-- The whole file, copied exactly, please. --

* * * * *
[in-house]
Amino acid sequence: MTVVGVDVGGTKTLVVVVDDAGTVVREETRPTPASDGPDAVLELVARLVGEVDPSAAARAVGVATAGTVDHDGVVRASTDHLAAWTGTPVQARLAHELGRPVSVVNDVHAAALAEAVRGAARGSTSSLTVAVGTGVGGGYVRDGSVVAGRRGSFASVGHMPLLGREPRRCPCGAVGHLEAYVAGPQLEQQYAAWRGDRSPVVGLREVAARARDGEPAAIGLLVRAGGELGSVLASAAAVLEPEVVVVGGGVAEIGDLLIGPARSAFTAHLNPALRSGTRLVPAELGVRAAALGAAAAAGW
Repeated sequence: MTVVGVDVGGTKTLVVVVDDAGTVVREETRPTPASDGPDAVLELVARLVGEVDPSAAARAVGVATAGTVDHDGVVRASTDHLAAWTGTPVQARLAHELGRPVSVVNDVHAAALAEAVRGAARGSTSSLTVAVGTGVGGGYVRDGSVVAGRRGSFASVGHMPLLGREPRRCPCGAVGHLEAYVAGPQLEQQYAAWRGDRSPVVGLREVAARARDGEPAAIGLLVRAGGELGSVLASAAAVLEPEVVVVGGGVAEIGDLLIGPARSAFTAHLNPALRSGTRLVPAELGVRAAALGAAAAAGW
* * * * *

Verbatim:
[in-house]
Amino acid sequence: MTVVGVDVGGTKTLVVVVDDAGTVVREETRPTPASDGPDAVLELVARLVGEVDPSAAARAVGVATAGTVDHDGVVRASTDHLAAWTGTPVQARLAHELGRPVSVVNDVHAAALAEAVRGAARGSTSSLTVAVGTGVGGGYVRDGSVVAGRRGSFASVGHMPLLGREPRRCPCGAVGHLEAYVAGPQLEQQYAAWRGDRSPVVGLREVAARARDGEPAAIGLLVRAGGELGSVLASAAAVLEPEVVVVGGGVAEIGDLLIGPARSAFTAHLNPALRSGTRLVPAELGVRAAALGAAAAAGW
Repeated sequence: MTVVGVDVGGTKTLVVVVDDAGTVVREETRPTPASDGPDAVLELVARLVGEVDPSAAARAVGVATAGTVDHDGVVRASTDHLAAWTGTPVQARLAHELGRPVSVVNDVHAAALAEAVRGAARGSTSSLTVAVGTGVGGGYVRDGSVVAGRRGSFASVGHMPLLGREPRRCPCGAVGHLEAYVAGPQLEQQYAAWRGDRSPVVGLREVAARARDGEPAAIGLLVRAGGELGSVLASAAAVLEPEVVVVGGGVAEIGDLLIGPARSAFTAHLNPALRSGTRLVPAELGVRAAALGAAAAAGW